Next up, let’s talk screens; The HTC 10, Edge and Nexus all have 2560x1440 displays while the iPhone gets by with a more modest 1920x1080. If you look really closely there is a small difference in sharpness between the Androids and the iPhone’s display. However, all displays have more than 400PPI which to my eyes is enough that I don’t really care about having more.
    ...
    by Published on 04-14-2016 02:43 PM
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    Since Andrew is off for a couple of weeks, I’m going to try to take over and share some thoughts each day. Recently, I’ve been playing with the Samsung Galaxy S7 Edge and HTC 10 (LG G5 is coming but not here yet) so I figured I compare the 2. I’ll have full reviews for all 3 phones eventually but for now I’m just going to focus on specific areas.

    As a reviewer, one of my jobs is to figure out if newer models are better than previous ones. However, when it comes to features, once they’ve reached a point where they’re “good enough”, most people stop caring about them.

    A good example is screen size. Once phones breached 5.5ish inches most people stopped clamouring for bigger screens. It’s not to say that future phones won’t get bigger, just that the current crop of screens are large enough for most. If we find new ways to use our phones that require a bigger screen, this will obviously change.

    Another thing people don’t really about anymore is camera resolution. As long as you have more than 10 megapixels (enough to also capture 4K video) most people don’t really care about having more. It’s enough for Facebook/Instagram and thus enough for most.

    Still, there are still areas which can use some improving. Areas which I’ll be focusing more on.



    First up are the speakers. The 10 and Edge both have 2 speakers; one on the earpiece and a bigger one on the bottom. ...
    by Published on 04-12-2016 07:46 AM
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    I had a chance to play with the HTC 10 the other day. Here are some first impressions:



    While the 10’s predecessors, the M7, M8 and M9 all shared a common design language, the 10 takes a different approach. The speaker grill stickers are gone in favor of a more minimalistic all-glass front. I don’t know about you but the grills starting to get long in the tooth so this is a welcome change.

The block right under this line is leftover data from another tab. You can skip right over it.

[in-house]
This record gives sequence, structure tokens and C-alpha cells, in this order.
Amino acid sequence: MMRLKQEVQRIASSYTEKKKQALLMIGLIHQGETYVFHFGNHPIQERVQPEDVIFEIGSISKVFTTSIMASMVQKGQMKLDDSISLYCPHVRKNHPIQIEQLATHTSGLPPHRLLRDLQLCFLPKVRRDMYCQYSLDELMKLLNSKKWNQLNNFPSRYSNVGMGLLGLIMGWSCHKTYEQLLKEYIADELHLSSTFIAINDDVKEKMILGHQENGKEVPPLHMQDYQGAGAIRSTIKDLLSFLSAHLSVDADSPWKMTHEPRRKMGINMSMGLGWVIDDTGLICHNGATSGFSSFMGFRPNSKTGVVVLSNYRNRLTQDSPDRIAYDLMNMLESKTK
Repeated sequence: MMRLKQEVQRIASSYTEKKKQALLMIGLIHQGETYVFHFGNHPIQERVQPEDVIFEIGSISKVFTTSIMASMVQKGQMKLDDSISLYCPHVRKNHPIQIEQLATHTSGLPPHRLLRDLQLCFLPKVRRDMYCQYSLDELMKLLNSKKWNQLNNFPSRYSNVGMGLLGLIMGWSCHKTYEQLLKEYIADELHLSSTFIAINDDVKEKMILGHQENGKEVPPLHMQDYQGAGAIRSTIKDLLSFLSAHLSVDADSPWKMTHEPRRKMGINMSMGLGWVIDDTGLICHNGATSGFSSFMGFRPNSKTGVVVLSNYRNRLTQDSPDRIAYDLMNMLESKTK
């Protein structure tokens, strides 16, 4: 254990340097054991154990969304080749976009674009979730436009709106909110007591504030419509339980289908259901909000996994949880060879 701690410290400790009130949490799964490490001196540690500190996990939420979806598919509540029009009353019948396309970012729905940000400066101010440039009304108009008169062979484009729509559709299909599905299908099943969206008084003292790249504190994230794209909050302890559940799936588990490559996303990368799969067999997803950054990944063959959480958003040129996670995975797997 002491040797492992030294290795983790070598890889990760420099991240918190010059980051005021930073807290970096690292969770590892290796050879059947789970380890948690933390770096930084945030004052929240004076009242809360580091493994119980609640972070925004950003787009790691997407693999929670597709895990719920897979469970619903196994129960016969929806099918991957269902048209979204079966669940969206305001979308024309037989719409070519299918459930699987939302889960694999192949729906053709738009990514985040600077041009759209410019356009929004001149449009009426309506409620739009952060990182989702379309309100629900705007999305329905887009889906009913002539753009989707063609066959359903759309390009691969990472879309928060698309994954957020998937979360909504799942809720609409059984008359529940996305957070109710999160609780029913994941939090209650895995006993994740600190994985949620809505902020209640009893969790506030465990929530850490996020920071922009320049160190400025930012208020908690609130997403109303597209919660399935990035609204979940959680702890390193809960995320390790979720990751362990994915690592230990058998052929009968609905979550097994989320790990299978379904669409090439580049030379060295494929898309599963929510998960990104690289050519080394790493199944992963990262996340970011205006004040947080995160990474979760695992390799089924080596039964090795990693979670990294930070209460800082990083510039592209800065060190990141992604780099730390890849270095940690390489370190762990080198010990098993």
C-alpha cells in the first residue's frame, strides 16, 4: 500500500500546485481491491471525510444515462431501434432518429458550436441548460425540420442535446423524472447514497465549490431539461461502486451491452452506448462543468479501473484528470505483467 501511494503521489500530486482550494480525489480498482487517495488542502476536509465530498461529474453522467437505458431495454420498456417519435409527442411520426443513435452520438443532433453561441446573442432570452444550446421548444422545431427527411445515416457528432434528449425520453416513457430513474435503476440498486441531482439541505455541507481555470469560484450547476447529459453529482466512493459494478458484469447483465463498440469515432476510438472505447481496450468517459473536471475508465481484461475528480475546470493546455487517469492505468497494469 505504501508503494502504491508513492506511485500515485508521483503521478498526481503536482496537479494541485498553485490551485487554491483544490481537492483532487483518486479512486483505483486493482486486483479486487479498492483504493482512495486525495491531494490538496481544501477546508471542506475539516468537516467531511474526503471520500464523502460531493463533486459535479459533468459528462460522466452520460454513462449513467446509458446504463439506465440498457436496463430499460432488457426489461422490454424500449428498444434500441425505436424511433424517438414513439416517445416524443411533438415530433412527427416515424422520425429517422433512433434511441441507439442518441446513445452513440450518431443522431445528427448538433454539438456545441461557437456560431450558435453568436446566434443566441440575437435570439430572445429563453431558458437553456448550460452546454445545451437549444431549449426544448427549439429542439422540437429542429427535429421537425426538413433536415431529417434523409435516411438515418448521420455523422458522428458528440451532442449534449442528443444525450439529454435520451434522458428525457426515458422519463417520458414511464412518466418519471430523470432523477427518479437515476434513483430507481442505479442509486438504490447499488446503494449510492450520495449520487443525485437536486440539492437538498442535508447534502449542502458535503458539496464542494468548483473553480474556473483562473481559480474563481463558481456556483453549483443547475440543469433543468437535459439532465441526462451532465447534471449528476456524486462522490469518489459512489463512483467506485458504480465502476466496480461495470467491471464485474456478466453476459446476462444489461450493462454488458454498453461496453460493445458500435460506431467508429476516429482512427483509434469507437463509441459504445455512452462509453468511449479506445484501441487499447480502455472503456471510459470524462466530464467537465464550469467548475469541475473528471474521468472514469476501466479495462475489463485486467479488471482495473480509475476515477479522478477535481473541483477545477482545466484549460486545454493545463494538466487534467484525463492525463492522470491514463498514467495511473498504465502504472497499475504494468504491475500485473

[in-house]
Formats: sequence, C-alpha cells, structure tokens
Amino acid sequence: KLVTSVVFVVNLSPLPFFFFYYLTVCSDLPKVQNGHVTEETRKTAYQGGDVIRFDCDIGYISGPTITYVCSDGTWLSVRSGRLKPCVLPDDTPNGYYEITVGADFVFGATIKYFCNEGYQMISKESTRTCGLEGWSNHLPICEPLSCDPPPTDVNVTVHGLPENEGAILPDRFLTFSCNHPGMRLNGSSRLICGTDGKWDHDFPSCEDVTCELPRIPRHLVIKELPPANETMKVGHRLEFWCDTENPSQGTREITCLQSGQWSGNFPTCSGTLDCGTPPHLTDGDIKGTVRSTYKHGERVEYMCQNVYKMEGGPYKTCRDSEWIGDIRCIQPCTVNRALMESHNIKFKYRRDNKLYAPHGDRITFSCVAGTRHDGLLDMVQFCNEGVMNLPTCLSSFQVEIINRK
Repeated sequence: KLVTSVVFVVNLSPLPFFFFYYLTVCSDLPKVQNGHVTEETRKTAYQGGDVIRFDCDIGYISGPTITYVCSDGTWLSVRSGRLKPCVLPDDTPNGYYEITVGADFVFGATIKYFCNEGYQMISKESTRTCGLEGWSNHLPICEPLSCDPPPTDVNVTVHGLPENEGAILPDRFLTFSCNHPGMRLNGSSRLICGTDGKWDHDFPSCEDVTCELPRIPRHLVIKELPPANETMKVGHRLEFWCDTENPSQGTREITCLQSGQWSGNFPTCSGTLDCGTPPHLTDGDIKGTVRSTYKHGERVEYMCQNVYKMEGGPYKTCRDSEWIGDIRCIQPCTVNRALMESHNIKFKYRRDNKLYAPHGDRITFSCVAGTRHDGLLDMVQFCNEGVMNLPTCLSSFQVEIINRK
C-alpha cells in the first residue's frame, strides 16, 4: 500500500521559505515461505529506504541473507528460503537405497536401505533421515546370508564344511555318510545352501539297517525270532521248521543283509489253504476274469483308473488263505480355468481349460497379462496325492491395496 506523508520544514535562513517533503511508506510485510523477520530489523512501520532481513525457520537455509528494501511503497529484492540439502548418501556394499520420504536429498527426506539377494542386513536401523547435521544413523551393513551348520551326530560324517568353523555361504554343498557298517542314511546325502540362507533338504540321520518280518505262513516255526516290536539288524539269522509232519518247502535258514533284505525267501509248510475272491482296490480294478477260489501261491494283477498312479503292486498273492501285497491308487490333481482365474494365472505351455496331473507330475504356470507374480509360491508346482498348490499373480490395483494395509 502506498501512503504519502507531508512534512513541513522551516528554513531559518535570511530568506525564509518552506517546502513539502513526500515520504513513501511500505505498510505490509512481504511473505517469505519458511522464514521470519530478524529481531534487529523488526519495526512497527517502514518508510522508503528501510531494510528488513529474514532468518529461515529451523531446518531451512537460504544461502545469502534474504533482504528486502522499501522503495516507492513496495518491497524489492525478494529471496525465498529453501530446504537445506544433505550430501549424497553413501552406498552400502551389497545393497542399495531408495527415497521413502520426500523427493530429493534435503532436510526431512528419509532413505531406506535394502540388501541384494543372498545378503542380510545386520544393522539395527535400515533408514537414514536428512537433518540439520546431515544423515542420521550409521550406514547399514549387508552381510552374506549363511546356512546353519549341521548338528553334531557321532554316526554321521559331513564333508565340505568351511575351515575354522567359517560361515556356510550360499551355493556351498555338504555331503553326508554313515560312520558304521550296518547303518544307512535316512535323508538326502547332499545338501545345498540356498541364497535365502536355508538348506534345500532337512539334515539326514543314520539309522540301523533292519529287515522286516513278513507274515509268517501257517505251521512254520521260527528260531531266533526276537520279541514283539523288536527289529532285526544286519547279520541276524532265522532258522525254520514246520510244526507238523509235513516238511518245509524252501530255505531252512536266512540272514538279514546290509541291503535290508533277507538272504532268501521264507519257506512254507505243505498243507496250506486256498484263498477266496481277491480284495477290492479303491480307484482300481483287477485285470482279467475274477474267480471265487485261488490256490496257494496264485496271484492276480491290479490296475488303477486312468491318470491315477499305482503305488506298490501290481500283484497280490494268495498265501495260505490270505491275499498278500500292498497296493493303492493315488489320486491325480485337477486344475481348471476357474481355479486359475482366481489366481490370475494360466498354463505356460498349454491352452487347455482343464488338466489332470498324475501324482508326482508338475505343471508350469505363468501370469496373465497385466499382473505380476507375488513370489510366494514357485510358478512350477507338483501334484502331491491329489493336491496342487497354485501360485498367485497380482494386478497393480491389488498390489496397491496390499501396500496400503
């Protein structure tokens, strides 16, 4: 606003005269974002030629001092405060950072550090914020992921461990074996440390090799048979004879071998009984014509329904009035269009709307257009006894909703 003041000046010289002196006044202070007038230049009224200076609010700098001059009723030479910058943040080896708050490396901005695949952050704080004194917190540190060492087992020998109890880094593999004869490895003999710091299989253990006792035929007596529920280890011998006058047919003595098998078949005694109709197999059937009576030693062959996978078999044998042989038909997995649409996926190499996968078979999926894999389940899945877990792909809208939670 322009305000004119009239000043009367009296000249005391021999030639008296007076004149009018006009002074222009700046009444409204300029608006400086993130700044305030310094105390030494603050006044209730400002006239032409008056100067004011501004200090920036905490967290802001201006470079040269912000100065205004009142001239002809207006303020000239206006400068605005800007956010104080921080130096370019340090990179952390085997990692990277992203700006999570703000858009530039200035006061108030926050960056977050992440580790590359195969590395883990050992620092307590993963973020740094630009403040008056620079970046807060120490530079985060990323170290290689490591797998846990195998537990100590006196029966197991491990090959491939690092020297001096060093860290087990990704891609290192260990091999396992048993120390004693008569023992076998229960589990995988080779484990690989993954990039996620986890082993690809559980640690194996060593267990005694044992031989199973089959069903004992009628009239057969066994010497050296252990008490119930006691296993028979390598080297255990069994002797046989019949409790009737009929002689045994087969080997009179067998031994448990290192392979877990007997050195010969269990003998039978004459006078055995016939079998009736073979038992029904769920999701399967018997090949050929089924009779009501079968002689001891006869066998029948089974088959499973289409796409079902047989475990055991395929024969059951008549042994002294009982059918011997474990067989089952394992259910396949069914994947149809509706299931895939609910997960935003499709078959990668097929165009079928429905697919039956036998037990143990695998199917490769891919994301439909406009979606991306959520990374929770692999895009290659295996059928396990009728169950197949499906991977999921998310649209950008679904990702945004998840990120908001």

That said, looking at the pictures I kind of wish the silver version came with a white front as the black front is a bit bland but maybe that’s just me. ...
    by Published on 04-12-2016 06:40 AM
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    Sometimes pictures speak louder than words. This is one of those times.

    But sometimes pictures need a bit of context. And sometimes you're looking at an enormous infographic on a mobile device and for whatever reason you can't zoom in. In either case, I got you.

    Someone on the Canada reddit assembled a bunch of screen grabs from Canadian carrier websites into a very telling display, clearly showing how plans and pricing across our Big Three carriers and flanker brands are exactly the same. It shouldn't really be that surprising to Canadian mobile users, but it doesn't make me any less angry when I see it, either. ...
    by Published on 04-11-2016 07:29 AM
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    But our beloved Howard Forums is safe... I think?

    I've become aware of an escalating pushback against ad blocking technology. It may or may not have began with Apple supporting Safari extensions like Adblock Plus in iOS 9—if you didn't know, the iPhone's default browser is said to be responsible for over half of all mobile web traffic in the USA.

    We're now at a point where some sites and advertisers have become openly hostile towards ad blockers. Read on for the grisly details. ...
    by Published on 04-08-2016 06:50 AM
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    The Cellular Telephone Industries Association (CTIA) (a lobby group) has commissioned a new study about zero-rated mobile content. The results? An overwhelming 94% of millennials surveyed were more likely to try a new online service if it were part of a free data offering.

    "It is no surprise that Americans embrace free data services that offer wireless consumers more data, more competitive choices and more flexibility to try new mobile applications and content. Free data services empower consumers with the freedom to choose what works for their mobile life, and that’s an outcome that everyone should support,” says CTIA President and CEO Meredith Attwell Baker.

    For advocates of net neutrality, the news is less encouraging. ...
    by Published on 04-06-2016 06:58 AM
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    I'm not yet sure if this is going to end up being a regular feature or not, but for the next couple of Wednesdays I'm going to devote this space to smartwatches and other wearables. Let me know if you like this idea or not.

    Today I'd like to discuss a subject that's rarely reported on in the gadget-sphere: smartwatches for women. According to Wikipedia wristwatches were made exclusively for women up until the early 20th century (men used pocketwatches), yet many modern smartwatches (Android Wear) look comically large on the female wrist.

    With fashion in mind, Kelly Boyle has posted a very thorough round-up of smartwatches for women. Elsewhere, Erica Griffin laments the lack of innovation in the wearable space. ...
    by Published on 04-04-2016 06:58 AM
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    To call award-winning tech journalist Walt Mossberg "influential" would be a an understatement; WIRED Magazine has dubbed him "The Kingmaker", explaining that "few reviewers have held so much power to shape an industry's successes and failures". For whatever reason, like fellow tech writer David Pogue, much of Mossberg's career has been inextricably linked to Apple, Inc.